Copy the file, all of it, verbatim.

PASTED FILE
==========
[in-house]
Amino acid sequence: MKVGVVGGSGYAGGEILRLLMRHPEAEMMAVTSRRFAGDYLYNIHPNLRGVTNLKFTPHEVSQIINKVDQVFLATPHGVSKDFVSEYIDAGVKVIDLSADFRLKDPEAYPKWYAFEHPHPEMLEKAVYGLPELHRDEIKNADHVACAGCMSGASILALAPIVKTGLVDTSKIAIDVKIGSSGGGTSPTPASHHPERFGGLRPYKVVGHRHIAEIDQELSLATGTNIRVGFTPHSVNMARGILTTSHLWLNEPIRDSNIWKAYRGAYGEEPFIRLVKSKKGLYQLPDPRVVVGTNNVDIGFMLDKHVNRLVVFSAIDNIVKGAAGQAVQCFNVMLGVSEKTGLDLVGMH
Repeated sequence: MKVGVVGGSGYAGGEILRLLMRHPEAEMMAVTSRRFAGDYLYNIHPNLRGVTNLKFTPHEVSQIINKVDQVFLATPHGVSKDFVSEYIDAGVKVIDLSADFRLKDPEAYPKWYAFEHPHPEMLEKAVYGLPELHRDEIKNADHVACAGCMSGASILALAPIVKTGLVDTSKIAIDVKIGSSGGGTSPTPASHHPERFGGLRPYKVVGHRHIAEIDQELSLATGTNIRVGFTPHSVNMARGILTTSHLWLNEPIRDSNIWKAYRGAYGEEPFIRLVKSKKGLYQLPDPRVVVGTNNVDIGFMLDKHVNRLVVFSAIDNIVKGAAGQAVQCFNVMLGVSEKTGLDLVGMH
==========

[in-house]
Amino acid sequence: MKVGVVGGSGYAGGEILRLLMRHPEAEMMAVTSRRFAGDYLYNIHPNLRGVTNLKFTPHEVSQIINKVDQVFLATPHGVSKDFVSEYIDAGVKVIDLSADFRLKDPEAYPKWYAFEHPHPEMLEKAVYGLPELHRDEIKNADHVACAGCMSGASILALAPIVKTGLVDTSKIAIDVKIGSSGGGTSPTPASHHPERFGGLRPYKVVGHRHIAEIDQELSLATGTNIRVGFTPHSVNMARGILTTSHLWLNEPIRDSNIWKAYRGAYGEEPFIRLVKSKKGLYQLPDPRVVVGTNNVDIGFMLDKHVNRLVVFSAIDNIVKGAAGQAVQCFNVMLGVSEKTGLDLVGMH
Repeated sequence: MKVGVVGGSGYAGGEILRLLMRHPEAEMMAVTSRRFAGDYLYNIHPNLRGVTNLKFTPHEVSQIINKVDQVFLATPHGVSKDFVSEYIDAGVKVIDLSADFRLKDPEAYPKWYAFEHPHPEMLEKAVYGLPELHRDEIKNADHVACAGCMSGASILALAPIVKTGLVDTSKIAIDVKIGSSGGGTSPTPASHHPERFGGLRPYKVVGHRHIAEIDQELSLATGTNIRVGFTPHSVNMARGILTTSHLWLNEPIRDSNIWKAYRGAYGEEPFIRLVKSKKGLYQLPDPRVVVGTNNVDIGFMLDKHVNRLVVFSAIDNIVKGAAGQAVQCFNVMLGVSEKTGLDLVGMH